In search of a screen-free childhood

As I sit here writing this post, my year old son in his high chair working on eating some mac and cheese noodles and my two and a half year old daughter is in the playroom just off the kitchen playing with duplos talking about putting batteries in her creation or washing her batteries. It’s Sunday night. Church day. She has no interest in eating her supper because she just wants to play. That’s actually pretty typical. She finds the kid’s room she’s in every Sunday morning pretty overwhelming and so she doesn’t play all morning. To make up for it, she needs to play pretty much all afternoon until bedtime. Getting her to eat is a challenge on Sundays. Getting her to play isn’t.

I feel discouraged, though.

I asked my husband as he was getting ready to leave for hockey “Is it even possible to raise kids without screens? Without TVs? Without iPads? Without playing on our phones?”

You see, before we had kids, we talked about this. We live in a hyper-technological society (says the blogger married to the IT guy…) where kids are exposed to screens at earlier and earlier ages. It seems cute to see a six month old or a nine month old swiping at book pages or other non-technological media. Because of things like that, we decided that we wanted to keep our kids as screen-free as possible for as long as possible. That meant TV. Movies. Smart phones. Tablets. All of it.

We have managed to be really successful with it, too.

My two year old to this day has no idea how to unlock either of our phones. She knows the buttons turn on the screen and that you need to do something on the screen to unlock it, but that’s it. She knows that when she needs to do her nebulizer treatments when colds make her wheeze that The Chicken Show is on our phones. She knows we can watch animals on the TV because I’ve tried that when she’s really sick and doesn’t want to play. Her attention span for these shows, even when sick, is really short. Even at church where they play a movie, I’m told she never sits there for more than a few minutes before she’s off to play again.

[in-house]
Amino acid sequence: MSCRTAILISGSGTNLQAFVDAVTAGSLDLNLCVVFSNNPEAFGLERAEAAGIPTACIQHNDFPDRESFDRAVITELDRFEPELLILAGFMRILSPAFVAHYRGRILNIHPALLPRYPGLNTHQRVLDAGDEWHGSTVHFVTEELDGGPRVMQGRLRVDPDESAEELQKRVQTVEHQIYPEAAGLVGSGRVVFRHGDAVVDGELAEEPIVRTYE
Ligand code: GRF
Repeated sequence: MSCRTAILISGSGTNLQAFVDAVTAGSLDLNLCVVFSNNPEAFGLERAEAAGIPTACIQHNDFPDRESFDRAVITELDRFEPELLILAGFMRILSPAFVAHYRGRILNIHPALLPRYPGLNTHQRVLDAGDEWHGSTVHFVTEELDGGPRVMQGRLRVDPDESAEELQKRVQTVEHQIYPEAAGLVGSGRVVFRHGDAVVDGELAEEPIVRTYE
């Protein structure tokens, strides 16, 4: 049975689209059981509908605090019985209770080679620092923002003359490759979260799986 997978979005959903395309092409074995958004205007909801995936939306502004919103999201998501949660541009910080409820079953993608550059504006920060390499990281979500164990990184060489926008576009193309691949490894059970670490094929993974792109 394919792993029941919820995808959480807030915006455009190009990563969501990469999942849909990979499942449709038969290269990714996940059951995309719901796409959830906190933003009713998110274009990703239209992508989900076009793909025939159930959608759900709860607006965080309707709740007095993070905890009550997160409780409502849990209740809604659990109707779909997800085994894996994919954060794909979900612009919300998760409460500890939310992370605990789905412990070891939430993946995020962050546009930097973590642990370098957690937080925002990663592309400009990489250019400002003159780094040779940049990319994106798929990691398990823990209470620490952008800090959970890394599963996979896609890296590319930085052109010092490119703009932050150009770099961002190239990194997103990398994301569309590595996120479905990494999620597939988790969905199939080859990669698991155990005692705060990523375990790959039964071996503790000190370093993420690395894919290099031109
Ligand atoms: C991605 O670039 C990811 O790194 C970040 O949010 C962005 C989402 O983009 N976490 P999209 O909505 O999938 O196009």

Give her some toys, though, and it’s a different story. She’ll play for 20 or 30 minutes, as long as her brother doesn’t crash her party, and build this with duplos and take that apart. She’ll play with her cookware and her Elmo, making him breakfast, lunch, or dinner. She’ll take him up for naps and change his diaper and take him for walks. She’ll play in the dirt with cups and spoons, filling and dumping and pouring and filling again.

We’ve had great success chasing a screen-free childhood, but I still feel discouraged. Why?

Because it is lonely. I feel unsupported in it by those around us in the same life stage (youngish kids). You see, I don’t know a single other person who is trying to do this. Not one. Interestingly, too, people have very strong reactions to this particular decision of ours and it is mostly defensive. Our decision to keep our children screen-free is in no way meant to shame other parents who do use screens for various purposes.

I am not against screens. I am a writer. I have a smart phone. I love watching movies. Facebook is often my only connection to the outside world day in and day out. However, personally, I see no benefit for young kids, therefore I have no motivation to engage my own kids with screens.

I am super lucky that our families are supportive as we’ve developed where we stand with this more and more. They are glad to honor our requests of no toys with batteries and they sincerely try to see where we are coming from. That is a major blessing to us as we navigate this area of our lives.

I never expected that a decision such as this would generate such strong reactions of defensiveness (‘well sometimes you need to for reasons x, y, and z’) or downright direct unsupportiveness (‘just wait a few years, you’ll do it, too’). I am surprised by how personally some people take this decision as a direct attack on them. I sometimes feel discouraged and wonder if we really are doing the right thing. I want my kids to have active imaginations (like me) and I think lots and lots and lots of free play with open ended toys is the way to go to develop that. I don’t see the value in my 18 month old knowing her letters because she’s spent hours with some media device teaching her. I don’t see the value in toys that have nothing to offer outside their battery operated capacities. I believe that some blocks and a stuffed animal can go a LOOOOONG way toward developing creativity and I see it. I live it every day.

What about you? Have you come across serious resistance to decisions you’ve made in your personal life? How did you cope with such discouragement?


Do you not know?
    Have you not heard?
The Lord is the everlasting God,
    the Creator of the ends of the earth.
He will not grow tired or weary,
    and his understanding no one can fathom.
He gives strength to the weary
    and increases the power of the weak.
Even youths grow tired and weary,
    and young men stumble and fall;
but those who hope in the Lord
    will renew their strength.
They will soar on wings like eagles;
    they will run and not grow weary,
    they will walk and not be faint.

Isaiah 40:28-31


I checked out facebook and to my GREAT surprise, there are NO groups I could find about raising screen-free kids, so I made one. Check it out if that’s your thing.


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